Formally, small-scale smuggling differs from small-scale trade in respect of legality: ‘Traditionally, ‘trade’ is the legal and ‘smuggling’ is the illegal means of moving items from one side of the border to the other’[12]. However, in practice legality and illegality in small-scale smuggling cannot be separated quite so neatly. On the one hand, parts of the activity may be perfectly legal: purchasing the goods, paying for the transportation across the border and for the visa to enter another country. On the other hand, illegal elements of the smuggling activity involve bending the rules such as non-declaration of all the goods, bribing customs officials, or subsequently selling the goods at a local market without a licence. Circumventing official rules while observing formal procedures is expressed in a motto circulating among smugglers: ‘Do not violate the law, but know the ways to avoid it’[13]. It is also an indication of the ambivalent nature of the practice: neither wholly legal nor illegal.

‘An informal market in front of a railway station close to the Polish-Belarusian border on the Polish side. Photograph by Bettina Bruns.’

The practice of small-scale smuggling also has a normative ambivalence, inasmuch as its illegal elements are not always perceived as illegitimate or morally reprehensible. In countries with high excise duties on alcohol and cigarettes, small-scale smuggling of such goods is often seen as justified in the face of ‘unfair’ taxes, especially if the goods are only intended for personal use. In cases of high unemployment and poverty levels, small-scale smuggling is frequently regarded as a survival strategy, viewed as entrepreneurial by individuals and as legitimate by the wider population. Even the local authorities, including police, can be the conniving parties out of necessity. The legitimacy of smuggling, however partial, is the reverse side of the state’s failure to improve economic conditions and to provide employment for its population. The lack of opportunities for legitimate income creates a justification for alternative income. Although the government is not likely to admit the acceptance of small scale smuggling, it often enjoys greater tolerance than smuggling on a larger scale or by organised crime. Thus, at least two levels of smuggling have to be differentiated: ‘Commercial smuggling involves the transportation of large quantities to be sold for profit… [while] petty smuggling applies to individual people crossing a border to purchase goods at a cheaper price’[14]. The first one is associated with profits, the second one – with survival.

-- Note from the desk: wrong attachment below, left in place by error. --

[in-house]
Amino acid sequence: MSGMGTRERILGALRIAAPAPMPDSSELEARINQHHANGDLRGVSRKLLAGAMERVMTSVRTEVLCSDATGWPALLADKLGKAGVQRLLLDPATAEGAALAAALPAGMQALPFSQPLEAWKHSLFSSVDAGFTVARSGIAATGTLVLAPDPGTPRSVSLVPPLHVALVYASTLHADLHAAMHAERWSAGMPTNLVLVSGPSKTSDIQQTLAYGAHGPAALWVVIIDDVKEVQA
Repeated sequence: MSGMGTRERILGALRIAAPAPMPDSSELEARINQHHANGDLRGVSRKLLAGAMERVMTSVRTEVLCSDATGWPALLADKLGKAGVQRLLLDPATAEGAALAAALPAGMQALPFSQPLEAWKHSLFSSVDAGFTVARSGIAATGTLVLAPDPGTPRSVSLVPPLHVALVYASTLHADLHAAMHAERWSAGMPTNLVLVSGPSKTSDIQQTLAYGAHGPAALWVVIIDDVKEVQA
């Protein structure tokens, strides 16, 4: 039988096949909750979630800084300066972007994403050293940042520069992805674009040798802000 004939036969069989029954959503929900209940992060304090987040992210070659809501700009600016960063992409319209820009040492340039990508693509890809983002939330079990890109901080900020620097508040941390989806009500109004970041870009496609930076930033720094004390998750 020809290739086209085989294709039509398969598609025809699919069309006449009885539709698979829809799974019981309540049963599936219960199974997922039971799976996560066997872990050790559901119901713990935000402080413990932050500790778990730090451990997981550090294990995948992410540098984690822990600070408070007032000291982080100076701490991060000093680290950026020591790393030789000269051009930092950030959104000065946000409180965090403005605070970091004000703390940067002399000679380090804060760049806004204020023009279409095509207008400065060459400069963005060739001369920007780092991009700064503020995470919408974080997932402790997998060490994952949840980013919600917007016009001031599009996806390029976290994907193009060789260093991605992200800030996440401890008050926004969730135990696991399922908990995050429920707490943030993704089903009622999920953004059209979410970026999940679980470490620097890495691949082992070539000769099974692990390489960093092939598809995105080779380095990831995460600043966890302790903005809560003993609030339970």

In 1904, American federal authorities arrested several men who were smuggling whiskey into Indian Territory by concealing it within the hollowed-out axles of a farm wagon. This cartoon depicts people draining whiskey from the axles into pans; an onlooker comments that "HO-HO - WAGON BROKE DOWN!"Date: 5 April 1904